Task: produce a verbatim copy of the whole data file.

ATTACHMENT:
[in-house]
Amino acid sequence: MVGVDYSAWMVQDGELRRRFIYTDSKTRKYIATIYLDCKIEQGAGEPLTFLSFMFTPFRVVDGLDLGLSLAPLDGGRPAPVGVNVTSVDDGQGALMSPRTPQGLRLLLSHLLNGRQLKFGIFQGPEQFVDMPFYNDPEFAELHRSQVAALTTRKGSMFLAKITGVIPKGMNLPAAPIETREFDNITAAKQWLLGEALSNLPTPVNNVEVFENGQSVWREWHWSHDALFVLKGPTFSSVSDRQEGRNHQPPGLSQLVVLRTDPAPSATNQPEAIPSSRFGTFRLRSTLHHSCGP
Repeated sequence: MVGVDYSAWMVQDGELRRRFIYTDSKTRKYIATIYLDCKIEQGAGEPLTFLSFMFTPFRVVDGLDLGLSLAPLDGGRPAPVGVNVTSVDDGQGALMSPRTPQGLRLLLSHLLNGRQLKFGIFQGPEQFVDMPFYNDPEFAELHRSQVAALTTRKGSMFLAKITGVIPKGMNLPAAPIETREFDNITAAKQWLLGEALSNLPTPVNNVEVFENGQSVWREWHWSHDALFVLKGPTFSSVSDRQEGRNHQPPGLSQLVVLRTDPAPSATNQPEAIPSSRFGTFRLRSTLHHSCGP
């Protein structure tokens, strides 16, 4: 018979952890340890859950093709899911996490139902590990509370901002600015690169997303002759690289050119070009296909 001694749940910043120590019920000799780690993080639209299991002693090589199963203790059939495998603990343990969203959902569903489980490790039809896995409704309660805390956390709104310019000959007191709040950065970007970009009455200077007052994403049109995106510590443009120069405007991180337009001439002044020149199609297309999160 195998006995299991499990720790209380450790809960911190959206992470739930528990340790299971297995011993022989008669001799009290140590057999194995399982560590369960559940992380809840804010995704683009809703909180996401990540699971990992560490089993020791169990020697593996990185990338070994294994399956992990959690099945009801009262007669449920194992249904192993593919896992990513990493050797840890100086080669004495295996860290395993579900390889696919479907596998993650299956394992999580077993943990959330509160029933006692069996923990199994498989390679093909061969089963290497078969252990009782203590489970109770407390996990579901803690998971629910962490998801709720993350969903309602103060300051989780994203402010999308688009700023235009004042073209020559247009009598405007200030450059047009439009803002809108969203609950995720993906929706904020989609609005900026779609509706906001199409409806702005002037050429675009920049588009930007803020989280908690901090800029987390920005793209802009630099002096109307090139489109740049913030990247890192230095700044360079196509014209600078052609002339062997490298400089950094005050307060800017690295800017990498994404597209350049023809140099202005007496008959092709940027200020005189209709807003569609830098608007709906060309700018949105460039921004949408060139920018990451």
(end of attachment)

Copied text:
[in-house]
Amino acid sequence: MVGVDYSAWMVQDGELRRRFIYTDSKTRKYIATIYLDCKIEQGAGEPLTFLSFMFTPFRVVDGLDLGLSLAPLDGGRPAPVGVNVTSVDDGQGALMSPRTPQGLRLLLSHLLNGRQLKFGIFQGPEQFVDMPFYNDPEFAELHRSQVAALTTRKGSMFLAKITGVIPKGMNLPAAPIETREFDNITAAKQWLLGEALSNLPTPVNNVEVFENGQSVWREWHWSHDALFVLKGPTFSSVSDRQEGRNHQPPGLSQLVVLRTDPAPSATNQPEAIPSSRFGTFRLRSTLHHSCGP
Repeated sequence: MVGVDYSAWMVQDGELRRRFIYTDSKTRKYIATIYLDCKIEQGAGEPLTFLSFMFTPFRVVDGLDLGLSLAPLDGGRPAPVGVNVTSVDDGQGALMSPRTPQGLRLLLSHLLNGRQLKFGIFQGPEQFVDMPFYNDPEFAELHRSQVAALTTRKGSMFLAKITGVIPKGMNLPAAPIETREFDNITAAKQWLLGEALSNLPTPVNNVEVFENGQSVWREWHWSHDALFVLKGPTFSSVSDRQEGRNHQPPGLSQLVVLRTDPAPSATNQPEAIPSSRFGTFRLRSTLHHSCGP
């Protein structure tokens, strides 16, 4: 018979952890340890859950093709899911996490139902590990509370901002600015690169997303002759690289050119070009296909 001694749940910043120590019920000799780690993080639209299991002693090589199963203790059939495998603990343990969203959902569903489980490790039809896995409704309660805390956390709104310019000959007191709040950065970007970009009455200077007052994403049109995106510590443009120069405007991180337009001439002044020149199609297309999160 195998006995299991499990720790209380450790809960911190959206992470739930528990340790299971297995011993022989008669001799009290140590057999194995399982560590369960559940992380809840804010995704683009809703909180996401990540699971990992560490089993020791169990020697593996990185990338070994294994399956992990959690099945009801009262007669449920194992249904192993593919896992990513990493050797840890100086080669004495295996860290395993579900390889696919479907596998993650299956394992999580077993943990959330509160029933006692069996923990199994498989390679093909061969089963290497078969252990009782203590489970109770407390996990579901803690998971629910962490998801709720993350969903309602103060300051989780994203402010999308688009700023235009004042073209020559247009009598405007200030450059047009439009803002809108969203609950995720993906929706904020989609609005900026779609509706906001199409409806702005002037050429675009920049588009930007803020989280908690901090800029987390920005793209802009630099002096109307090139489109740049913030990247890192230095700044360079196509014209600078052609002339062997490298400089950094005050307060800017690295800017990498994404597209350049023809140099202005007496008959092709940027200020005189209709807003569609830098608007709906060309700018949105460039921004949408060139920018990451």